Imported and Local Pottery in Late Roman Pannonia

in Local Economies?
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Abstract

In Late Roman Pannonia, local pottery was produced in small, local centres, but on a more limited scale than before the 4th c., in the region. A dense network of pottery workshops operated at the time of Valentinian in the Danube bend, which was an important section of the limes. In most of these examples, pottery kilns, situated in villae and rural settlements in the hinterland of the province, manufactured only one pottery type. The larger workshops, situated in more favourable geographical positions, produced not only coarse ware but glazed and burnished wares, as well. Local artisans tried to imitate the decreasing amount of imported terra sigillata, metal and glass vessels, by adopting new techniques and decorative elements. Imported pottery now consisted of only a few types, such as: African Red Slip ware, small numbers of amphorae, lamps, occasional Argonne Ware, and some eggshell type cups. It can be shown that in parallel with the increasing production of hand-made, coarse and burnished ware pottery, imports ceased in the province around the second decade of the 5th c. A.D.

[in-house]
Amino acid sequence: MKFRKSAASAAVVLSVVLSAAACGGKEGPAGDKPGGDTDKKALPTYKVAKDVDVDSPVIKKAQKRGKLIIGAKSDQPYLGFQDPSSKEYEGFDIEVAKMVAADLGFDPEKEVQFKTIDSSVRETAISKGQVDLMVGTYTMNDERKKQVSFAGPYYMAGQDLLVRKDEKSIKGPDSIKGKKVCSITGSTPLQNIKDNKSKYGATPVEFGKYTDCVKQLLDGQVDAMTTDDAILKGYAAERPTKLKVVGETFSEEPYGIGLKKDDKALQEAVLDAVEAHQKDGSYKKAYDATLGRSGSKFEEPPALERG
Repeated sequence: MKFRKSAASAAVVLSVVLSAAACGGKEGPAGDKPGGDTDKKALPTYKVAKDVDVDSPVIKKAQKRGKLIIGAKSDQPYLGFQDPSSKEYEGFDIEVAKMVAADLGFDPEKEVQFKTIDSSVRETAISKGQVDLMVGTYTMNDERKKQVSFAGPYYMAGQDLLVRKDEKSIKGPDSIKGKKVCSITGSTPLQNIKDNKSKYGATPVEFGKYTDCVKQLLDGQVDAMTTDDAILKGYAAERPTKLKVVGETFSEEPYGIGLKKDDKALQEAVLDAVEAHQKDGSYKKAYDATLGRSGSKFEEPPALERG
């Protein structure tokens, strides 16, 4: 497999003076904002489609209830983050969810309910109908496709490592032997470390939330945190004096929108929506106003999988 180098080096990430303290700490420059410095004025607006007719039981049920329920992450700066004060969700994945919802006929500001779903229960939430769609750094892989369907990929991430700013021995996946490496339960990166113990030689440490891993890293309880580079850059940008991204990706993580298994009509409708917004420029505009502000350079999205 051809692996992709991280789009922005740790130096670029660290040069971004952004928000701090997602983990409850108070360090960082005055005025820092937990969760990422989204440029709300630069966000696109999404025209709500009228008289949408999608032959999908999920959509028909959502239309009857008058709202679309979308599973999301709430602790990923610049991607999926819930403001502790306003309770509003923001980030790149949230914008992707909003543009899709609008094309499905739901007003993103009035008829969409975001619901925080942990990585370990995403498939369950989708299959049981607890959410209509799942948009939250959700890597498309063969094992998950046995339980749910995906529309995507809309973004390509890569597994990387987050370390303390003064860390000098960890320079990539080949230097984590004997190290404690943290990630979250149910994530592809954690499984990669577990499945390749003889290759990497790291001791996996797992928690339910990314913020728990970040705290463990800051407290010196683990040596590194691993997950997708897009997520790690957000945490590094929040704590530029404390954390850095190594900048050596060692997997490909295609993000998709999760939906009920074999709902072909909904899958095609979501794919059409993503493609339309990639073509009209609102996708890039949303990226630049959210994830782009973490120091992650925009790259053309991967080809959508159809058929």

Local Economies?

Production and Exchange of Inland Regions in Late Antiquity

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